I didn’t bother to look it up; I just picked up the phone. “Ductile?” I practically screeched at her.

“It means metal you can beat thin,” she explained.

“Rakia,” I replied.

God’s thin, burnished metal dome of the heavens, ductile and magic like Madonna’s voice cutting through the smoke in a dance club, a fascinating enigma on the second day of Creation.

This morning in place of the haftorah I read a section of Stone Butch Blues by Leslie Feinberg.

At my Reconstructionist havurah, in place of the haftorah, someone brings in an English reading that reflects the Torah portion in some way. I’ve done it a couple of times and found it challenging. We only read a small part of the Torah portion – and the darshan may or may not speak on the part of the portion that is read aloud – so it’s hard to know what it going to come up in the drash or discussion that should be echoed in the haftorah. Both times I’ve come in with three different selections I could possibly use. After I hear the darshan I pick one of them to read.

Today’s portion was Naso. I knew that we were reading the section where it describes the vows of the Nazirites, including not drinking any wine or grape products and not cutting their hair. I’ve known for many weeks that I had to pick a reading for today but I put it off until late Friday afternoon. I stood in front of my very small bookshelf and thought about grapes, hair, and special classes of people.

The first thing that came to me was Stone Butch Blues. I have not read this book probably since 1994 but I’ve held onto it, through book purges and the cross-country move. It’s rough reading, but for me painfully and beautifully striking. It’s the story of Jess, born a girl but never feeling like a girl, who becomes a butch in the rough 60s butch/femme bar culture. Eventually Jess takes hormones, passes doing factory work, and then feel shut out in the intellectual feminist lesbian culture that comes to prominence in the 70s. (When my P.A. asked, after seeing Milk, if it was true that people got arrested for being in gay bars, I almost didn’t know what to say. Feinberg wrote so vividly about the police harassment and the constant fear and anxiety it created, and it had been forgotten so quickly.)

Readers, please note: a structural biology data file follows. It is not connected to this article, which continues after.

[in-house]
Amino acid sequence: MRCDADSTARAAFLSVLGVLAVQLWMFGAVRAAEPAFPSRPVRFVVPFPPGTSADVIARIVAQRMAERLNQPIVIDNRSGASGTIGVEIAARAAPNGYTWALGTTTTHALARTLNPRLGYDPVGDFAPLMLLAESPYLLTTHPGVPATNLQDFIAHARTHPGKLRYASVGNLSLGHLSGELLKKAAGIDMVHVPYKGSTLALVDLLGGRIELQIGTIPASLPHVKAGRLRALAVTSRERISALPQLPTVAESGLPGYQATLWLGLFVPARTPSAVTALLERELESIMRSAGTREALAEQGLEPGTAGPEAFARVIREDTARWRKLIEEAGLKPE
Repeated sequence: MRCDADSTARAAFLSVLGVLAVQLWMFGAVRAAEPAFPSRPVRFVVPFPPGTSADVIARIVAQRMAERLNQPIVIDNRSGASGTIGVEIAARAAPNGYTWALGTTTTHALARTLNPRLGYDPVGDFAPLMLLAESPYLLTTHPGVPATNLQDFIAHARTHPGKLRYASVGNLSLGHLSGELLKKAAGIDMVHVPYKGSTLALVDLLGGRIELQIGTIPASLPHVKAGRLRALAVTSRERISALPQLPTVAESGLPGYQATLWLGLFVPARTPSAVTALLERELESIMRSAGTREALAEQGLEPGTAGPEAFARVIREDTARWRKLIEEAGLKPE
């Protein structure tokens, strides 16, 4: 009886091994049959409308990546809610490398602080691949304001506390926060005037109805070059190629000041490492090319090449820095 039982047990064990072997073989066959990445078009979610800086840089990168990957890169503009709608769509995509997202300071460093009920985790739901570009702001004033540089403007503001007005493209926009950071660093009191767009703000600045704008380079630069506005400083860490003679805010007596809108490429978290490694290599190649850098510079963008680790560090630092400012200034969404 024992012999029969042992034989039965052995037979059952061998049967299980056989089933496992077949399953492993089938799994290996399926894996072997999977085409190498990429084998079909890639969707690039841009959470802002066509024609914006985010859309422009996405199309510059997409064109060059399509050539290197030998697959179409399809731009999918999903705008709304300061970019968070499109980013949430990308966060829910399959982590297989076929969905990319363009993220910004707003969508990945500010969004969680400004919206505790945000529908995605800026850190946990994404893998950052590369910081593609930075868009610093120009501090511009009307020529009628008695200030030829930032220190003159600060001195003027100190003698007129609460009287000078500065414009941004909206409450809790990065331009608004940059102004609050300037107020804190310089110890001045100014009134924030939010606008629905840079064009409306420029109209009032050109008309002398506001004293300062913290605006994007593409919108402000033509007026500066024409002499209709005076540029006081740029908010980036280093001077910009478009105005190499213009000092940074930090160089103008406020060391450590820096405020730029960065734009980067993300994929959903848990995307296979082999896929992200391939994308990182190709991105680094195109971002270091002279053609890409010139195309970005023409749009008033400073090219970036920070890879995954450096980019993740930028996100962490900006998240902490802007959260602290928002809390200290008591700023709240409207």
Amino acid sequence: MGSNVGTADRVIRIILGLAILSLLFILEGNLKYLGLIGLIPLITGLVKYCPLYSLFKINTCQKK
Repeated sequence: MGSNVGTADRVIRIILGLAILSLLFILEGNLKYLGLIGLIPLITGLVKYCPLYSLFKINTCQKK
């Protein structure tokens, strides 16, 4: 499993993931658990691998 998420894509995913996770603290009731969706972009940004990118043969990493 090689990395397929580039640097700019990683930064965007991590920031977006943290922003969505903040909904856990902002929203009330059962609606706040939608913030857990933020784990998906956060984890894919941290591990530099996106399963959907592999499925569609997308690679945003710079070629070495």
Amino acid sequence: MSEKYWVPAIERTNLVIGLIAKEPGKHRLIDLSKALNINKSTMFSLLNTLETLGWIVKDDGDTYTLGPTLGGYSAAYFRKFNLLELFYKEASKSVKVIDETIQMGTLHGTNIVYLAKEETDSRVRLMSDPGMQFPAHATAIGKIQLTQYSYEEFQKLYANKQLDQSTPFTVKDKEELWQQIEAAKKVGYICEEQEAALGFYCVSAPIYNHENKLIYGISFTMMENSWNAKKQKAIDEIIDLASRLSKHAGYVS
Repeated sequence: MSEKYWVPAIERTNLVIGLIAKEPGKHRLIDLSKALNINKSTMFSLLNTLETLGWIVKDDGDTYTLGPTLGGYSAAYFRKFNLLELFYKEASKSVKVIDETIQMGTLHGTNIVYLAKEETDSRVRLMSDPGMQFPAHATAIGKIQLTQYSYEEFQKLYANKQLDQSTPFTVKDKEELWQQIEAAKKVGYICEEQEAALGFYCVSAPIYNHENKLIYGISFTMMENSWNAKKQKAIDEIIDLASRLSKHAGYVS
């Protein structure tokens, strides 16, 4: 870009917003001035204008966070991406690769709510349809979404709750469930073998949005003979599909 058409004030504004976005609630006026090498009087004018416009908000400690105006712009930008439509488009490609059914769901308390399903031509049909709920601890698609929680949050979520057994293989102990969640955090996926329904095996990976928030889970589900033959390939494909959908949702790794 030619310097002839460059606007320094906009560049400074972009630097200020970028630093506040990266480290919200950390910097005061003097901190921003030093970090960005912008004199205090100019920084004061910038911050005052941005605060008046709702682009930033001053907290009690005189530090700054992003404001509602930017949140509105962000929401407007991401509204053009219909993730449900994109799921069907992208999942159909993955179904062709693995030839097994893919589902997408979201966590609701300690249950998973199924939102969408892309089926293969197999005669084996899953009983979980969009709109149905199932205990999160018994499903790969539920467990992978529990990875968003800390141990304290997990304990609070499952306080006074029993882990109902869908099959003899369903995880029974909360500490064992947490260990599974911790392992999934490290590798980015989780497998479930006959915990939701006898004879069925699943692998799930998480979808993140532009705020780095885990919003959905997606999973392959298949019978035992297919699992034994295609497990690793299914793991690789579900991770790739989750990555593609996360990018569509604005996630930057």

It’s been a long time since I’ve read it so I didn’t have a lot of specific memories of scenes or whatever, but I thought there must be something about hair. I found the perfect section to use as the haftorah with the help of Google book search. After taking the hormones Jess, happy with the physical changes, decides to go to a men’s barbershop for the first time. Unsure going in, Jess discovers it’s more than a haircut. There’s a ritual involving razors and aftershave that Jess experiences for the first time, let into the society of men, passing.

I really didn’t know how this was going to go over in my mostly straight havurah. It’s a very meaningful book to me, both as a window into pre-Stonewall gay history and as a reminder how important gender self-definition is. This novel is one of the first that portrays trans as an identity. I wasn’t sure that they were themes that would resonate with anyone else, so I picked two other pieces. One was about the hard work of grape picking – and something from one of my favorite Samuel Delany short stories about a group of people called Singers who could be parallels to the Nararites as a special class of people. Both of them would be perfectly acceptable.

The darshan was great (I should say darshanit) – she talked about this unusual ritual in another part of the portion. A jealous husband could force his wife into it, to drink dirty water with parchment in it and the rest of the details are detailed.

Her point was about difficult texts, and how we could deal with them. We had a great discussion about women’s agency over their bodies, if we should just reject Torah texts that seem too foreign or if we should engage them, how the Talmudists were disturbed by this ritual as well and how they commented on it. It all pointed me to Leslie Feinberg.